In 1150 St. Hildegard completed her first major work, Scivias (“Know the Ways of God”), a description of 26 highly symbolized visions that manifest the history of salvation. Soon after her death, inexplicably, Scivias and Hildegard fell into obscurity. It wasn’t until the late 20th-century that the work was rediscovered by Latin scholars looking for material for their students. The first complete English translation appeared in the 1990s.
In Book Three, Vision 11, Hildegard describes five symbolic animals as the forerunners of the Antichrist: a Fiery-Red Dog, Yellow Lion, Pale Horse, Black Pig, and Grey Wolf. She explains that each one represents individual and brief historical periods that follow each other in succession. She also reveals how each animal symbolizes a particular evil that afflicts society during the corresponding period.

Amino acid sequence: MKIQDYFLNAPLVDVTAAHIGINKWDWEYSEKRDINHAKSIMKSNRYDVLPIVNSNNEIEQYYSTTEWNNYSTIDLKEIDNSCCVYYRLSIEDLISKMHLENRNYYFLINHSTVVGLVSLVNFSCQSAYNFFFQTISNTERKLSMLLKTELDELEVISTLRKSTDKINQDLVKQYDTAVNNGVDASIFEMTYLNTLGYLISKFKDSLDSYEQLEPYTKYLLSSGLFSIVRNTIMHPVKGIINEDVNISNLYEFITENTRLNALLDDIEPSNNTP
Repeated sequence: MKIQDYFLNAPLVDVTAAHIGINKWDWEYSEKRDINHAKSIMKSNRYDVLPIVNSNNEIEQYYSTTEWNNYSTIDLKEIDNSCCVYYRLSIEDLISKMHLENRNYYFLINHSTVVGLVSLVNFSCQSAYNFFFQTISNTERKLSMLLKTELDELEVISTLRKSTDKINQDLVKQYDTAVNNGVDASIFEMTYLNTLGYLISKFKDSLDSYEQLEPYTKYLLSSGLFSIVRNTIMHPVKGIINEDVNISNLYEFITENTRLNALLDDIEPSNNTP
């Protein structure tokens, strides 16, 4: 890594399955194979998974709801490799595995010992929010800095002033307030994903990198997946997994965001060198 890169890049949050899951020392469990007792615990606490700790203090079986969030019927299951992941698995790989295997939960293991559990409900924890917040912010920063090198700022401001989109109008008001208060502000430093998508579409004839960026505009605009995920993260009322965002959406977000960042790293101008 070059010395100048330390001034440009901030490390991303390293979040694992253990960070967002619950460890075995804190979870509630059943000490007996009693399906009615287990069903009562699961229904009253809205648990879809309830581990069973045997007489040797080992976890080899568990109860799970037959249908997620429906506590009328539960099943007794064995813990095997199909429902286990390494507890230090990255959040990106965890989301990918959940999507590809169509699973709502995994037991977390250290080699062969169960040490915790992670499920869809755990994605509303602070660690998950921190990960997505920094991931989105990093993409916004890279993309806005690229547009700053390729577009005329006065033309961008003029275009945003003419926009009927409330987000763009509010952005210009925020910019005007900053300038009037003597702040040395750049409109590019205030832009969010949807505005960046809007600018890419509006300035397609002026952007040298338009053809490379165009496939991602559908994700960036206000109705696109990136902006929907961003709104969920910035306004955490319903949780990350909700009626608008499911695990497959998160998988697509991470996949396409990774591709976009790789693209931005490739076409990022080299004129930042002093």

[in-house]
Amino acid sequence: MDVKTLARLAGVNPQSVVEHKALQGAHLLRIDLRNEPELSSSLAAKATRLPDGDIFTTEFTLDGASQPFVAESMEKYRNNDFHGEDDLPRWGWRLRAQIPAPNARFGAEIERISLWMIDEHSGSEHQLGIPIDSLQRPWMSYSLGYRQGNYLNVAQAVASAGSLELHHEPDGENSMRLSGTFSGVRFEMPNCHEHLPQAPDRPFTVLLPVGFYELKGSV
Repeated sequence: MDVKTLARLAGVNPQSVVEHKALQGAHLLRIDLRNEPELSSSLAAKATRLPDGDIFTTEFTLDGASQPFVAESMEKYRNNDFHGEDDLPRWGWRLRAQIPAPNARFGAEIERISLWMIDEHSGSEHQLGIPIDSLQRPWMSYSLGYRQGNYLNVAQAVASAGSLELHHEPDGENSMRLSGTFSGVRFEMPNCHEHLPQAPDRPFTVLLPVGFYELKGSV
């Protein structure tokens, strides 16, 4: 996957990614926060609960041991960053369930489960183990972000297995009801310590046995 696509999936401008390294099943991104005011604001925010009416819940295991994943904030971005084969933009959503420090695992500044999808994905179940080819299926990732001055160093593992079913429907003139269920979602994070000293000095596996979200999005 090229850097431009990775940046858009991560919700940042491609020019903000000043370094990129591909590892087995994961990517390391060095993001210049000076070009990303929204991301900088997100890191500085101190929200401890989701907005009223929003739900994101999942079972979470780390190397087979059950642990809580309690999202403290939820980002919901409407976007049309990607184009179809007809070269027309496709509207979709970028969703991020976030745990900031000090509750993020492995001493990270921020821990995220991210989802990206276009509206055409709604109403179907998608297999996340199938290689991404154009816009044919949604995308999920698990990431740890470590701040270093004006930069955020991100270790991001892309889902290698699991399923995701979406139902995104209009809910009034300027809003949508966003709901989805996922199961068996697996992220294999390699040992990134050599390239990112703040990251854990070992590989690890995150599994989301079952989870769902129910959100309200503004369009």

In my book The Five Beasts of St. Hildegard: Prophetic Symbols of Modern Society, I start with an examination the 20th-century with the intention of seeing how historians divided it up and then how they characterized the individual eras that the divisions would unveil. It turned out that there is general agreement among them; certain years marked major social and geopolitical changes in Western society: 1914, 1945, and 1991. Continue reading “St. Hildegard’s ‘Five Beasts’ in a Nutshell”